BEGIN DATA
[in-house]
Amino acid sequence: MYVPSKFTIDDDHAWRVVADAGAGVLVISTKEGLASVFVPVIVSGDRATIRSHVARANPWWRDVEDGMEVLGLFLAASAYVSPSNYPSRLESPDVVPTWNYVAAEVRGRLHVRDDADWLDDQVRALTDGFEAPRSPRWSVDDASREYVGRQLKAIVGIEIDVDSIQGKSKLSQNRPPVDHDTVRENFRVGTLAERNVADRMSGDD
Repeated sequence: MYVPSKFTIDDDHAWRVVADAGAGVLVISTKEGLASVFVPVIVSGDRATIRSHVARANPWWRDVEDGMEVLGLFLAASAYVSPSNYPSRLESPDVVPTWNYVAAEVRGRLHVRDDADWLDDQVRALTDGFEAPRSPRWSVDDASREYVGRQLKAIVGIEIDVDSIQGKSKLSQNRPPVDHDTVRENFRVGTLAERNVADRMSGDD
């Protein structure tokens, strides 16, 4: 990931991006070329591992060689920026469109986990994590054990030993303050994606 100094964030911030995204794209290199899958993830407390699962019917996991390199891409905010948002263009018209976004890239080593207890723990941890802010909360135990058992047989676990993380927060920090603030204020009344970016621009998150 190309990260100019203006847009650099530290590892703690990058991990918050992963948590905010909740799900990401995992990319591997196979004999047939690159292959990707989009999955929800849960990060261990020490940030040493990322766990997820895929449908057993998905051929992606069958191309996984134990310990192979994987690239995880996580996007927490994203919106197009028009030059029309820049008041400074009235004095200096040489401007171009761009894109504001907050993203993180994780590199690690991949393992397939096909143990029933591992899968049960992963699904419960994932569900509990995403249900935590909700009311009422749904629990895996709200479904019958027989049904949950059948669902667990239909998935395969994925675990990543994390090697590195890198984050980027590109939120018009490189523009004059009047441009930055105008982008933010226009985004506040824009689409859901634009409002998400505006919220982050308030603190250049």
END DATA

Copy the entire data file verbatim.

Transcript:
[in-house]
Amino acid sequence: MYVPSKFTIDDDHAWRVVADAGAGVLVISTKEGLASVFVPVIVSGDRATIRSHVARANPWWRDVEDGMEVLGLFLAASAYVSPSNYPSRLESPDVVPTWNYVAAEVRGRLHVRDDADWLDDQVRALTDGFEAPRSPRWSVDDASREYVGRQLKAIVGIEIDVDSIQGKSKLSQNRPPVDHDTVRENFRVGTLAERNVADRMSGDD
Repeated sequence: MYVPSKFTIDDDHAWRVVADAGAGVLVISTKEGLASVFVPVIVSGDRATIRSHVARANPWWRDVEDGMEVLGLFLAASAYVSPSNYPSRLESPDVVPTWNYVAAEVRGRLHVRDDADWLDDQVRALTDGFEAPRSPRWSVDDASREYVGRQLKAIVGIEIDVDSIQGKSKLSQNRPPVDHDTVRENFRVGTLAERNVADRMSGDD
């Protein structure tokens, strides 16, 4: 990931991006070329591992060689920026469109986990994590054990030993303050994606 100094964030911030995204794209290199899958993830407390699962019917996991390199891409905010948002263009018209976004890239080593207890723990941890802010909360135990058992047989676990993380927060920090603030204020009344970016621009998150 190309990260100019203006847009650099530290590892703690990058991990918050992963948590905010909740799900990401995992990319591997196979004999047939690159292959990707989009999955929800849960990060261990020490940030040493990322766990997820895929449908057993998905051929992606069958191309996984134990310990192979994987690239995880996580996007927490994203919106197009028009030059029309820049008041400074009235004095200096040489401007171009761009894109504001907050993203993180994780590199690690991949393992397939096909143990029933591992899968049960992963699904419960994932569900509990995403249900935590909700009311009422749904629990895996709200479904019958027989049904949950059948669902667990239909998935395969994925675990990543994390090697590195890198984050980027590109939120018009490189523009004059009047441009930055105008982008933010226009985004506040824009689409859901634009409002998400505006919220982050308030603190250049």